Firefighters are arguably everyone’s heroes. They brave situations most of us can only imagine: running into burning buildings and employing extraordinary measures to rescue those trapped inside. They endure searing heat, smoke and soot on a regular basis in order to ensure that those they have sworn to protect are safe.
It’s a dangerous job. According to the National Fire Protection Association, nearly 59,000 firefighters sustained on-the-job injuries in 2017. Many of these (29 percent) were overexertion injuries such as strains and sprains. But nearly 8,000 others involved exposures to infectious diseases such as meningitis, hepatitis and HIV. Another 44,500 involved exposures to hazardous materials such as asbestos, other toxins and even radioactivity. These exposures most likely account for the high rate of cancer in firefighters across the United States.
In fact, in some states, laws exist that define “presumptive cancers” — cancers that are presumed to be caused by on-the-job exposures to toxins or other chemicals. Nonetheless, getting coverage through workers compensation insurance often proves to be a monumental task. In Texas, for example, which has had such a law on the books since 2005, over the last six years, nine out of 10 firefighters with cancer had their workers compensation claims denied.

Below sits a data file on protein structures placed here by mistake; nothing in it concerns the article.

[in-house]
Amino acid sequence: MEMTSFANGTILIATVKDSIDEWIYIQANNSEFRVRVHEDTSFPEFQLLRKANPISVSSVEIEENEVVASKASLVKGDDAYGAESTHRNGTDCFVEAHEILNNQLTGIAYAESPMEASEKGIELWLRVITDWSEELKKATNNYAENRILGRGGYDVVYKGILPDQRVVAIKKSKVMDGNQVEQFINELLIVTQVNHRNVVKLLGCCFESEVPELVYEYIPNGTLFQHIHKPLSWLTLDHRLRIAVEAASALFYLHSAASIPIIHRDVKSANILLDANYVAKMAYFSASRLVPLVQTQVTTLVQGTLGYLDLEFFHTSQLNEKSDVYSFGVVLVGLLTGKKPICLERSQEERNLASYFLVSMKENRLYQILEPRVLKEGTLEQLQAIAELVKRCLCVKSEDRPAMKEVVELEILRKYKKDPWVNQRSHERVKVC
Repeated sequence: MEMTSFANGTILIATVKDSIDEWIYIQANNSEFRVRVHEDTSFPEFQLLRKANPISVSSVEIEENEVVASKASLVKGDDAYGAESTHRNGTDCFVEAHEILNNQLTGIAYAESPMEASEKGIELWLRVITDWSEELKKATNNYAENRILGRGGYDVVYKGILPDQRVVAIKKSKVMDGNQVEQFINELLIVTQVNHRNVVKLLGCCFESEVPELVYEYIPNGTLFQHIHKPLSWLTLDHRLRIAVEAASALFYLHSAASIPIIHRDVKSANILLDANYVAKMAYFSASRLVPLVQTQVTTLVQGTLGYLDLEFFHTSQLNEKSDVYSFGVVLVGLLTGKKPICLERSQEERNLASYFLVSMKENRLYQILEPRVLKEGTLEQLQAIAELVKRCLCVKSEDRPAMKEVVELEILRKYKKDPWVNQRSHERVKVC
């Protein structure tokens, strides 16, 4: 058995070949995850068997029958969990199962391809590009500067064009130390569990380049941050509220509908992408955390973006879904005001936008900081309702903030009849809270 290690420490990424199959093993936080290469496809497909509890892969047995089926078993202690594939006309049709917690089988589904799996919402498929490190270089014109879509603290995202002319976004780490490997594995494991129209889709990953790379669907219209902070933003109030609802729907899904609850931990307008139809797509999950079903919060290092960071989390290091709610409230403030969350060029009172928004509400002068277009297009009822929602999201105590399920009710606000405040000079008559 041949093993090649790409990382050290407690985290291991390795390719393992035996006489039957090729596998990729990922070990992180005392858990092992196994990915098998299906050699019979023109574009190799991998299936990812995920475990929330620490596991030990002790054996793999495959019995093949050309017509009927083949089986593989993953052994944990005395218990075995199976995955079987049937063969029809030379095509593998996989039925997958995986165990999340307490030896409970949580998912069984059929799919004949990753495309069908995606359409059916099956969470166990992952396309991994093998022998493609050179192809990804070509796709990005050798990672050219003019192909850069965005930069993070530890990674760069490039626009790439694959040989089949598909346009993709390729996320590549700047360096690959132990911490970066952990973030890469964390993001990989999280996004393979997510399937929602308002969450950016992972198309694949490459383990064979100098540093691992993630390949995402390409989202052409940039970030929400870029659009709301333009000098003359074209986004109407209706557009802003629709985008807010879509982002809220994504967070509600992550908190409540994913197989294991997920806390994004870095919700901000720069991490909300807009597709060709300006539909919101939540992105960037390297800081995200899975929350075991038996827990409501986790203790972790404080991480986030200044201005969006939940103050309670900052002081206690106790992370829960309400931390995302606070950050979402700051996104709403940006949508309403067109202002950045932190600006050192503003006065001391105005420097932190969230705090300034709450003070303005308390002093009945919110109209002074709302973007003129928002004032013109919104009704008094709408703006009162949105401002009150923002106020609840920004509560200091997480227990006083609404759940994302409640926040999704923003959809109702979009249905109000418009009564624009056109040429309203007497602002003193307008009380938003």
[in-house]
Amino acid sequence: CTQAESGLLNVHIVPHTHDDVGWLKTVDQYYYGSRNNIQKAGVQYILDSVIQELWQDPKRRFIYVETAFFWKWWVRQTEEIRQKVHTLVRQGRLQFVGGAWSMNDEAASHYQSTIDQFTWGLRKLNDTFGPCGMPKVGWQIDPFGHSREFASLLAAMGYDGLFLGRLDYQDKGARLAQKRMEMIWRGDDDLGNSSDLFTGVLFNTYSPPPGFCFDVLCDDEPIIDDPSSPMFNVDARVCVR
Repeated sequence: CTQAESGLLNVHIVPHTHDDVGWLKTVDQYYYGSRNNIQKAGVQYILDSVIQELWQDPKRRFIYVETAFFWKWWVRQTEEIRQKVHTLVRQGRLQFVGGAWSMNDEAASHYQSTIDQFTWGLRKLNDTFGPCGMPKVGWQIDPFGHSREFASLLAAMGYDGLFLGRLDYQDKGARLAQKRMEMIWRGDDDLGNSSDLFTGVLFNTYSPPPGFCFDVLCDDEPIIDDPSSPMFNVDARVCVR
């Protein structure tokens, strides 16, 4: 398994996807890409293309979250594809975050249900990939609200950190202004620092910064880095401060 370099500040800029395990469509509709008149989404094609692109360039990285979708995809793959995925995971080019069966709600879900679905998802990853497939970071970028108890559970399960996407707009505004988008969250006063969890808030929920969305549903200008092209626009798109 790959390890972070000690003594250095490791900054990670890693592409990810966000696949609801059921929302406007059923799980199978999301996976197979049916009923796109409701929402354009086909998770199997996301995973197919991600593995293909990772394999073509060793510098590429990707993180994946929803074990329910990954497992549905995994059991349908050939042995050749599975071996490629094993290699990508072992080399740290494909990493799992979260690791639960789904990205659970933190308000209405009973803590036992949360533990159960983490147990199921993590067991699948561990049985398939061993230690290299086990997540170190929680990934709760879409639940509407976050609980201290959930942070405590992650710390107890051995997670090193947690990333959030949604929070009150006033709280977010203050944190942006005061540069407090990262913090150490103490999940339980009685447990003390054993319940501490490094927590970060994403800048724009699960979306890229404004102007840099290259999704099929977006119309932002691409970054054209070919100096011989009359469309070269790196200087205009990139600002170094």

High Rates of PTSD
In addition to physical injuries and toxic exposures, first responders have very high rates of post-traumatic stress. According to the Firefighters Behavioral Health Alliance, about 30 percent of the nation’s 1.3 million professional and volunteer firefighters have symptoms of PTSD. Further, about 132 of these brave men and women commit suicide every year, double the number of firefighters who are killed on the job.
Nonetheless, as of 2018, only 32 states had enacted legislation allowing firefighters to collect workers compensation for PTSD.
New York Lags Behind
That said, some of the country’s most progressive states have as yet failed to take action to protect injured firefighters, most notably New York. For example, despite employing over 11,000 firefighters, EMTs and paramedics, the New York City Fire Department does not offer workers compensation to its employees. Instead, first responders are covered by General Municipal Law 205a, which allows an injured city employee to sue their employer or any other party for a work-related injury if the injury was caused by negligence or failure of that person to follow a statute, regulation or rule. So, for example, a firefighter has the right to sue a drunk driver for injuries sustained in a traffic accident the drunk driver caused.
Still, lawsuits are expensive and time-consuming. Injured firefighters can incur thousands of dollars in medical expenses and lose months of wages while awaiting the resolution of a court case. Although their ultimate recovery might be larger than a workers compensation claim, the wait can spell financial ruin for the injured person and their family.
It seems to me we should be doing a better job of protecting those who protect us.
About the Carmoon Group
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